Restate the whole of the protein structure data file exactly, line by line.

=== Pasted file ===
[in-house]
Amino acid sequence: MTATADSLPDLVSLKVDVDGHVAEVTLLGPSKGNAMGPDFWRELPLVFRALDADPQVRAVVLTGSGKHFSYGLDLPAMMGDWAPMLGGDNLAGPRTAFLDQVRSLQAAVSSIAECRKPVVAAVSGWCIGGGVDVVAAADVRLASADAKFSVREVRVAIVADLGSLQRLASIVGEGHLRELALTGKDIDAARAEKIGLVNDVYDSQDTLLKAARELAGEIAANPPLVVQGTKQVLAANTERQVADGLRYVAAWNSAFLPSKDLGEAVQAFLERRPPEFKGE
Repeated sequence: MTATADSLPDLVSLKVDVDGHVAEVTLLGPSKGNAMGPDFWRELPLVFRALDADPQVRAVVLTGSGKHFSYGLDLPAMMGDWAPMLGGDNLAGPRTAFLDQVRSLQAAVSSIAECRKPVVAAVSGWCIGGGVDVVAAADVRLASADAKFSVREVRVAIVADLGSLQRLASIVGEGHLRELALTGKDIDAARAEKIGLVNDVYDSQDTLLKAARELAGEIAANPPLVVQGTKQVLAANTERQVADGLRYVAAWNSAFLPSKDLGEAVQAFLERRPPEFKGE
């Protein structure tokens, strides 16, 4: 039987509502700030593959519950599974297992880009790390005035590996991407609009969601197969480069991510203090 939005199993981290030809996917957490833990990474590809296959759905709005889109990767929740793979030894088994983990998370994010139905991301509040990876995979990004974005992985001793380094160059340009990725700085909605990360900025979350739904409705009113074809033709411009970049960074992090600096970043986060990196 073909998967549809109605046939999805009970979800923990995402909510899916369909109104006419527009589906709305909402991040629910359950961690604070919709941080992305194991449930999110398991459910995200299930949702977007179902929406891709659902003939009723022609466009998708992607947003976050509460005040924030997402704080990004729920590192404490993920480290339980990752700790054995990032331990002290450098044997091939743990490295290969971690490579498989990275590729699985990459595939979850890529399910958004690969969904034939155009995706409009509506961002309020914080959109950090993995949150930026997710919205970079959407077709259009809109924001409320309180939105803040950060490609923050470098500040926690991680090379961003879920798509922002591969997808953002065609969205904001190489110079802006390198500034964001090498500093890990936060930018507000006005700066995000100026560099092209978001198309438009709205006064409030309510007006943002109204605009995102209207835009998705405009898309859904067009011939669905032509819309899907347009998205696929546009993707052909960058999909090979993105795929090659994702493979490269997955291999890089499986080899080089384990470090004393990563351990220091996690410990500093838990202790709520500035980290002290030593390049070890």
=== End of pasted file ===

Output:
[in-house]
Amino acid sequence: MTATADSLPDLVSLKVDVDGHVAEVTLLGPSKGNAMGPDFWRELPLVFRALDADPQVRAVVLTGSGKHFSYGLDLPAMMGDWAPMLGGDNLAGPRTAFLDQVRSLQAAVSSIAECRKPVVAAVSGWCIGGGVDVVAAADVRLASADAKFSVREVRVAIVADLGSLQRLASIVGEGHLRELALTGKDIDAARAEKIGLVNDVYDSQDTLLKAARELAGEIAANPPLVVQGTKQVLAANTERQVADGLRYVAAWNSAFLPSKDLGEAVQAFLERRPPEFKGE
Repeated sequence: MTATADSLPDLVSLKVDVDGHVAEVTLLGPSKGNAMGPDFWRELPLVFRALDADPQVRAVVLTGSGKHFSYGLDLPAMMGDWAPMLGGDNLAGPRTAFLDQVRSLQAAVSSIAECRKPVVAAVSGWCIGGGVDVVAAADVRLASADAKFSVREVRVAIVADLGSLQRLASIVGEGHLRELALTGKDIDAARAEKIGLVNDVYDSQDTLLKAARELAGEIAANPPLVVQGTKQVLAANTERQVADGLRYVAAWNSAFLPSKDLGEAVQAFLERRPPEFKGE
């Protein structure tokens, strides 16, 4: 039987509502700030593959519950599974297992880009790390005035590996991407609009969601197969480069991510203090 939005199993981290030809996917957490833990990474590809296959759905709005889109990767929740793979030894088994983990998370994010139905991301509040990876995979990004974005992985001793380094160059340009990725700085909605990360900025979350739904409705009113074809033709411009970049960074992090600096970043986060990196 073909998967549809109605046939999805009970979800923990995402909510899916369909109104006419527009589906709305909402991040629910359950961690604070919709941080992305194991449930999110398991459910995200299930949702977007179902929406891709659902003939009723022609466009998708992607947003976050509460005040924030997402704080990004729920590192404490993920480290339980990752700790054995990032331990002290450098044997091939743990490295290969971690490579498989990275590729699985990459595939979850890529399910958004690969969904034939155009995706409009509506961002309020914080959109950090993995949150930026997710919205970079959407077709259009809109924001409320309180939105803040950060490609923050470098500040926690991680090379961003879920798509922002591969997808953002065609969205904001190489110079802006390198500034964001090498500093890990936060930018507000006005700066995000100026560099092209978001198309438009709205006064409030309510007006943002109204605009995102209207835009998705405009898309859904067009011939669905032509819309899907347009998205696929546009993707052909960058999909090979993105795929090659994702493979490269997955291999890089499986080899080089384990470090004393990563351990220091996690410990500093838990202790709520500035980290002290030593390049070890």